United Kingdom has effectively barred the sale of the FA-50 Fighting Eagle to Argentina, with the South Korean manufacturer informing Buenos Aires that it is unable to supply the light fighter and strike jet since it has British-made parts.14 comments
On Saturday 14 November 2020, the Falkland Islands community will be taking part in celebrations to mark the completion of the Islands-wide demining program after 38 years since the end of the 1982 conflict. The Falklands' Government has announced that activities will begin with an event to officially reopen Gypsy Cove/Yorke Bay, the final area of the Falklands to officially be declared mine-free.24 comments
A top-secret operation from the Argentine navy, which apparently took place in October 1966, was revealed by an Argentine newspaper, El Diario Nuevo Día, from the province of Santa Cruz. The operation took place when the submarine ARA Santiago del Estero, emerged at Cow Bay, in East Falkland, north of Stanley, and had a couple of teams land and survey the beach and surrounding areas with most probably a future invasion purpose.
The recent approval by the Falklands' elected government of a framework guidance for assessing when a visitor should be considered a ‘prohibited person’, can be considered an effort to address disappointing past experiences and a long-standing debate in the Islands.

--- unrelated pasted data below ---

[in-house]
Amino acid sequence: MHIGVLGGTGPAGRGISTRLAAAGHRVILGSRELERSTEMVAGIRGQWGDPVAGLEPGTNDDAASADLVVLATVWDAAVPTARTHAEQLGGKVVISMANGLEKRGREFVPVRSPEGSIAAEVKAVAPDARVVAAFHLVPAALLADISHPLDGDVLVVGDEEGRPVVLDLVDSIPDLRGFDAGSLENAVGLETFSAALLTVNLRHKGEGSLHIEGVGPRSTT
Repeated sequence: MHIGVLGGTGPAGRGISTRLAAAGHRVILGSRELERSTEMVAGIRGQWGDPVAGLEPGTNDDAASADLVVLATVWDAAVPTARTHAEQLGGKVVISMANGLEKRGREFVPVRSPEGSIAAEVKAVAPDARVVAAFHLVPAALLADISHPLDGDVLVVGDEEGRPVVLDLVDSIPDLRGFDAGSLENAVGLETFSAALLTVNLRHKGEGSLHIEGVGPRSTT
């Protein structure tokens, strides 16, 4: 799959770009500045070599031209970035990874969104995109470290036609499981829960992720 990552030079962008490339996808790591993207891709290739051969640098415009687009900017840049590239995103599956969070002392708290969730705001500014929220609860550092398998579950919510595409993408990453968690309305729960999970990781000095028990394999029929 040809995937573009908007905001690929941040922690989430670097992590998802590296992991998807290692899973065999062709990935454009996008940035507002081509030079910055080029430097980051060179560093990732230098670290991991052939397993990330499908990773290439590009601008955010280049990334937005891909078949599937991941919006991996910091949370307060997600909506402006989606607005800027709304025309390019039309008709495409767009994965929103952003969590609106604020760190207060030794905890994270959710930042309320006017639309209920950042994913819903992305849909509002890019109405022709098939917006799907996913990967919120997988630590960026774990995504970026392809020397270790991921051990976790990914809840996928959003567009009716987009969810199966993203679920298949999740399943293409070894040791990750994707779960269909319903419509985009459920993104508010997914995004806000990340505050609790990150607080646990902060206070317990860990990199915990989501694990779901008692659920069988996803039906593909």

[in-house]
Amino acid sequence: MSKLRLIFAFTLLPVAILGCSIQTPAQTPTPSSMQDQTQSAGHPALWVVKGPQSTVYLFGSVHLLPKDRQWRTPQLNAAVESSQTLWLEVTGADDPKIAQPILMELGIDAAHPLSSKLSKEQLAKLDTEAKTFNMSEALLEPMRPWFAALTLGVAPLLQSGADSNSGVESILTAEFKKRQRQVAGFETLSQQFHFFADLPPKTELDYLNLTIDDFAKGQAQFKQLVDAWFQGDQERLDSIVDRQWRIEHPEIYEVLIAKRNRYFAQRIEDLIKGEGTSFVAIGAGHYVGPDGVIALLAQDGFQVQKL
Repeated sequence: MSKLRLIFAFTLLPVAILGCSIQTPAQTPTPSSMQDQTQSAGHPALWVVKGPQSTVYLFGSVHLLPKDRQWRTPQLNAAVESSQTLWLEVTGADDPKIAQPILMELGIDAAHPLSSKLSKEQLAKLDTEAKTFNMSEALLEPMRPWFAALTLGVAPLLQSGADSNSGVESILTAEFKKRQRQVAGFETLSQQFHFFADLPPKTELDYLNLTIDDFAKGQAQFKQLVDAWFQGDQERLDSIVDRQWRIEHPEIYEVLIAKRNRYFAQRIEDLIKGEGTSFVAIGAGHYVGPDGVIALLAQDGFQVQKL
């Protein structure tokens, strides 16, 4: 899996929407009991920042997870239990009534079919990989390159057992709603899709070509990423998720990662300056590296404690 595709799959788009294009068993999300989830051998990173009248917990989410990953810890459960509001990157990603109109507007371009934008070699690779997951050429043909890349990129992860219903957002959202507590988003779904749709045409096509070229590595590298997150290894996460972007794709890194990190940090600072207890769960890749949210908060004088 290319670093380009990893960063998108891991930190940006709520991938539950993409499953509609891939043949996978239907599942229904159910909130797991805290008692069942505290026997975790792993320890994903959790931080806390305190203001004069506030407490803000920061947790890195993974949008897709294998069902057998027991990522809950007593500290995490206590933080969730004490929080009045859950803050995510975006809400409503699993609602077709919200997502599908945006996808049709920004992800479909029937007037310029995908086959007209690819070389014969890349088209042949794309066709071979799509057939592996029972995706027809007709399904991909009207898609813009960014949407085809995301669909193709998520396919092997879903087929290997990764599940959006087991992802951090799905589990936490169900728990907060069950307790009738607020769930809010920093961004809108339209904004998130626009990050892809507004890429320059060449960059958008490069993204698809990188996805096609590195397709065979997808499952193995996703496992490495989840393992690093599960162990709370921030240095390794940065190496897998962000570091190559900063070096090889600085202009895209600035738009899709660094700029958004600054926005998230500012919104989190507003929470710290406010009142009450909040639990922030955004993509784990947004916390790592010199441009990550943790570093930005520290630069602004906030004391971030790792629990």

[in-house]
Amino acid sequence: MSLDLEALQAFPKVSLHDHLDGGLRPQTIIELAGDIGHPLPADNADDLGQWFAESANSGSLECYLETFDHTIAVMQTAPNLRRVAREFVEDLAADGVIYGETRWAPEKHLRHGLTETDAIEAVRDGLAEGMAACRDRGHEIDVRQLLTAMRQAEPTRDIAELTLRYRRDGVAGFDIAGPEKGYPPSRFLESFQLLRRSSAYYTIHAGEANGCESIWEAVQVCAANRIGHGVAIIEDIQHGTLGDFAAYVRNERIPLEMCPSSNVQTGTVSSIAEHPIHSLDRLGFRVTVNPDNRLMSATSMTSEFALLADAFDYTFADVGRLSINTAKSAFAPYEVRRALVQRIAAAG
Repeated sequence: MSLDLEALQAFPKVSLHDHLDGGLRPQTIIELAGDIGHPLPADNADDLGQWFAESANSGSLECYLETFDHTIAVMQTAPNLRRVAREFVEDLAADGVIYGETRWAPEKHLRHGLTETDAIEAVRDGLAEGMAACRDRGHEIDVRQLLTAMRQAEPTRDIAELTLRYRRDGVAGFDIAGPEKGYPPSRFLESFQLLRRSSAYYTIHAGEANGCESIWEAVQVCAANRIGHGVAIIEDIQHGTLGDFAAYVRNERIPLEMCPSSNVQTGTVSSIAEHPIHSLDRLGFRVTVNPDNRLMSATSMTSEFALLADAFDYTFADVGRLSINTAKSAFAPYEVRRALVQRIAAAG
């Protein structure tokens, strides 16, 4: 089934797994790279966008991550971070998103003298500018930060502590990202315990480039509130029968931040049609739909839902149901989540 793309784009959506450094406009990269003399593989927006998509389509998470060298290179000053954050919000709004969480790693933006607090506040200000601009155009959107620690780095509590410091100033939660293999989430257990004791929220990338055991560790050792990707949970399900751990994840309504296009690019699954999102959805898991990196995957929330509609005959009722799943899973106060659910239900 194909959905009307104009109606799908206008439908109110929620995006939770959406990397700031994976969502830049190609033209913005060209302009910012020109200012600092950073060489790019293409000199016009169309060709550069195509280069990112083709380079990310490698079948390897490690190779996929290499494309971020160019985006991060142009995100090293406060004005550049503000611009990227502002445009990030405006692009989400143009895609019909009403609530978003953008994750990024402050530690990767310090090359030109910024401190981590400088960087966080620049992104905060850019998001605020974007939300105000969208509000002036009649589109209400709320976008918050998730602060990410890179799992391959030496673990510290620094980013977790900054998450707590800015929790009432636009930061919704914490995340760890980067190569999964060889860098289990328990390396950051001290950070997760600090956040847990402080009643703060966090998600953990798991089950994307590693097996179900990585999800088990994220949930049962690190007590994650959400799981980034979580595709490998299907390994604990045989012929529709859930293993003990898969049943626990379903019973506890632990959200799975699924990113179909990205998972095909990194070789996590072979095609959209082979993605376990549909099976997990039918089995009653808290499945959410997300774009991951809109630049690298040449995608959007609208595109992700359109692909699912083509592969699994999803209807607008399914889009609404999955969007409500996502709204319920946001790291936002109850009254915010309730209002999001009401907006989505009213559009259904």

UK and Argentina exchanged notes on Thursday in order to advance to a new stage in the Humanitarian Project Plan, which between 2017 and 2019 enabled the identification of 115 Argentine soldiers who died in the Falkland Islands during the 1982 conflict.
A well-known face in Buenos Aires television, and member of the so-called new school of “militant” journalism, very close to the Kirchner governments, had to backtrack and publicly apologize to the combatants who fought in the South Atlantic conflict after calling them a bunch of cowards, who did not defend the motherland and ignominiously surrendered to the British.
Falklands Day is the celebration of the first sighting of the Falkland Islands by John Davis in 1592 and is commemorated on 14 August. It was once seen as the National Day of the Falklands but has largely been replaced by Liberation Day which commemorates the end of the Falklands War.
The deminers still remaining in the Falkland Islands were sincerely thanked for their very dangerous work, with a reception held at their accommodation in Stanley.
To mark the anniversary of the Liberation of the Falkland Islands from Argentine occupation in 1982, the following program has been arranged by Gilbert House for Sunday 14 June 2020.
This Sunday we will mark Liberation Day, the day when we commemorate, and indeed celebrate, the liberation of these Islands from Argentine invasion in 1982.